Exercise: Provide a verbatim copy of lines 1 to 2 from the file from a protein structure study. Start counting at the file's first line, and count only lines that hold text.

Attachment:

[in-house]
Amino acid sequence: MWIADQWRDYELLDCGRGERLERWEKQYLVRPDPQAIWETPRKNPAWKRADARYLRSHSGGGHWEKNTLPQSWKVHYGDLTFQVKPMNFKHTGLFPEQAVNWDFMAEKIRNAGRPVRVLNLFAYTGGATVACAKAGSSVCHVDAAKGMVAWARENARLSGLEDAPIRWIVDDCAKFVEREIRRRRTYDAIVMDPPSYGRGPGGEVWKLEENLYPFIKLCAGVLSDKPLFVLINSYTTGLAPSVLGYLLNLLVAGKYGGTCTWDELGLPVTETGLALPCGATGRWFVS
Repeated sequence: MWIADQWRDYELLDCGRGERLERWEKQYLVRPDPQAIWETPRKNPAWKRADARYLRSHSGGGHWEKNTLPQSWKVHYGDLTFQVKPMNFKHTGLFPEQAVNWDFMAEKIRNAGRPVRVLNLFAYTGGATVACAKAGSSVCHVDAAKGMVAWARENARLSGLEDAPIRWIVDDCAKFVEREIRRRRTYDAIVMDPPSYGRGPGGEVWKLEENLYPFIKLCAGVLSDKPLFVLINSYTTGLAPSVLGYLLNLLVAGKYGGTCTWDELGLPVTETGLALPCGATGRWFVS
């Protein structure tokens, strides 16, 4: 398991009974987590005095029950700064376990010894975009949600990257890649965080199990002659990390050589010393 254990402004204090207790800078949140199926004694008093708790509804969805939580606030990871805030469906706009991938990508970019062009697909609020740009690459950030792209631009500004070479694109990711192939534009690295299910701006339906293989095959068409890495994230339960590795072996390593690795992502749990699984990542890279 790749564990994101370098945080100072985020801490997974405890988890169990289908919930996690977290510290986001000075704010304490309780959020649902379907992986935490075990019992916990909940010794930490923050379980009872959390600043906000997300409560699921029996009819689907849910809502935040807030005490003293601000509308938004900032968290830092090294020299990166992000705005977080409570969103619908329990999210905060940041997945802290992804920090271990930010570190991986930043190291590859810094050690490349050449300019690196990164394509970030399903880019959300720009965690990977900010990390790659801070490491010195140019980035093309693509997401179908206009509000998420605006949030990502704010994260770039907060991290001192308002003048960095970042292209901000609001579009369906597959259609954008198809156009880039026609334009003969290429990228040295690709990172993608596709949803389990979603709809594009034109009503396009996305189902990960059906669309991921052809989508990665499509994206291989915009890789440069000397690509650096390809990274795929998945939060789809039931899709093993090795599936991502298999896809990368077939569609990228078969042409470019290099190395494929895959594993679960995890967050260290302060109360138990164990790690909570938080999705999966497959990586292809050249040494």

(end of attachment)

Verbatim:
[in-house]
Amino acid sequence: MWIADQWRDYELLDCGRGERLERWEKQYLVRPDPQAIWETPRKNPAWKRADARYLRSHSGGGHWEKNTLPQSWKVHYGDLTFQVKPMNFKHTGLFPEQAVNWDFMAEKIRNAGRPVRVLNLFAYTGGATVACAKAGSSVCHVDAAKGMVAWARENARLSGLEDAPIRWIVDDCAKFVEREIRRRRTYDAIVMDPPSYGRGPGGEVWKLEENLYPFIKLCAGVLSDKPLFVLINSYTTGLAPSVLGYLLNLLVAGKYGGTCTWDELGLPVTETGLALPCGATGRWFVS